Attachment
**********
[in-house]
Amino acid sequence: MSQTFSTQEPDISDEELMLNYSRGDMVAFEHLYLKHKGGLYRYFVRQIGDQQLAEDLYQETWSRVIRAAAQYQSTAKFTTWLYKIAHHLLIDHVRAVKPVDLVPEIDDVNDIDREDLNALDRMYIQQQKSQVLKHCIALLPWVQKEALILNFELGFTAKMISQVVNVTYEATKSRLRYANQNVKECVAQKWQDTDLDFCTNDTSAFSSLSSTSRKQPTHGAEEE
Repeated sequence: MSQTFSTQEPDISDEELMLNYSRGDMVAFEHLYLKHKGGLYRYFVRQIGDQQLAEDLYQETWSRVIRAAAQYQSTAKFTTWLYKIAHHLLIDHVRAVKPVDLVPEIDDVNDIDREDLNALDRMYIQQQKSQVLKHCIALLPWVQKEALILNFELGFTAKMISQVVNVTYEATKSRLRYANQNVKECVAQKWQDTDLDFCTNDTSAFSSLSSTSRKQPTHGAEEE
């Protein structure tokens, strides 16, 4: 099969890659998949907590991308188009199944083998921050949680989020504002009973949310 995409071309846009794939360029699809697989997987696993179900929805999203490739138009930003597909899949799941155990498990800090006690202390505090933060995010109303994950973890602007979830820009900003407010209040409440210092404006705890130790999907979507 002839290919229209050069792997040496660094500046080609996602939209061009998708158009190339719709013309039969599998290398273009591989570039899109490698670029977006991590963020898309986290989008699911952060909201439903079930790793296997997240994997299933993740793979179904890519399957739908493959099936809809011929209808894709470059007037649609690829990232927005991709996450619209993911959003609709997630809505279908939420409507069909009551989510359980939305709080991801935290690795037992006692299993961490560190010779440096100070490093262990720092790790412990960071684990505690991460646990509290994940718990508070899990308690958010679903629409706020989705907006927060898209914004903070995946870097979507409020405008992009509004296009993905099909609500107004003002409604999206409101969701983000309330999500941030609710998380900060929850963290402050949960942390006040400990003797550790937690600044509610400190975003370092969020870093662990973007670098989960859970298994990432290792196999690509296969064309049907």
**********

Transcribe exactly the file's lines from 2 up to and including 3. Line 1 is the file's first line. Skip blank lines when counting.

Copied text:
Amino acid sequence: MSQTFSTQEPDISDEELMLNYSRGDMVAFEHLYLKHKGGLYRYFVRQIGDQQLAEDLYQETWSRVIRAAAQYQSTAKFTTWLYKIAHHLLIDHVRAVKPVDLVPEIDDVNDIDREDLNALDRMYIQQQKSQVLKHCIALLPWVQKEALILNFELGFTAKMISQVVNVTYEATKSRLRYANQNVKECVAQKWQDTDLDFCTNDTSAFSSLSSTSRKQPTHGAEEE
Repeated sequence: MSQTFSTQEPDISDEELMLNYSRGDMVAFEHLYLKHKGGLYRYFVRQIGDQQLAEDLYQETWSRVIRAAAQYQSTAKFTTWLYKIAHHLLIDHVRAVKPVDLVPEIDDVNDIDREDLNALDRMYIQQQKSQVLKHCIALLPWVQKEALILNFELGFTAKMISQVVNVTYEATKSRLRYANQNVKECVAQKWQDTDLDFCTNDTSAFSSLSSTSRKQPTHGAEEE